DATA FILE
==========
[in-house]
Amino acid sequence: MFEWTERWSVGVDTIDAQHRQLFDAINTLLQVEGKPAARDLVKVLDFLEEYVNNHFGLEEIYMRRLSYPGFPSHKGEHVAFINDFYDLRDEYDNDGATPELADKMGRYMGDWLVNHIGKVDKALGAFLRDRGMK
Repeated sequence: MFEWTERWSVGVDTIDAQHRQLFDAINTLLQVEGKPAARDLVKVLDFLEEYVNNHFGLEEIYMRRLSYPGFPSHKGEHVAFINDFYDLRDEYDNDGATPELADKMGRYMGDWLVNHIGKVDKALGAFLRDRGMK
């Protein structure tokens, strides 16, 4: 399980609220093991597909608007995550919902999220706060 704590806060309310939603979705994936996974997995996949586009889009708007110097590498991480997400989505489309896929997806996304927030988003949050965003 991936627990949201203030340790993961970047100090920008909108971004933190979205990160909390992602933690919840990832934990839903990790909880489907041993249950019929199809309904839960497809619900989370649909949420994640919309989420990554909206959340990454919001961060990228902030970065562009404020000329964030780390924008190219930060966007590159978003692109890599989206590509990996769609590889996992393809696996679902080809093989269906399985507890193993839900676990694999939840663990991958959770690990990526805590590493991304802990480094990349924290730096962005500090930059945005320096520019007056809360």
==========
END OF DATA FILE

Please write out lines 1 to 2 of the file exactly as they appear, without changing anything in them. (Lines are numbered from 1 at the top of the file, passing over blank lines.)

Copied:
[in-house]
Amino acid sequence: MFEWTERWSVGVDTIDAQHRQLFDAINTLLQVEGKPAARDLVKVLDFLEEYVNNHFGLEEIYMRRLSYPGFPSHKGEHVAFINDFYDLRDEYDNDGATPELADKMGRYMGDWLVNHIGKVDKALGAFLRDRGMK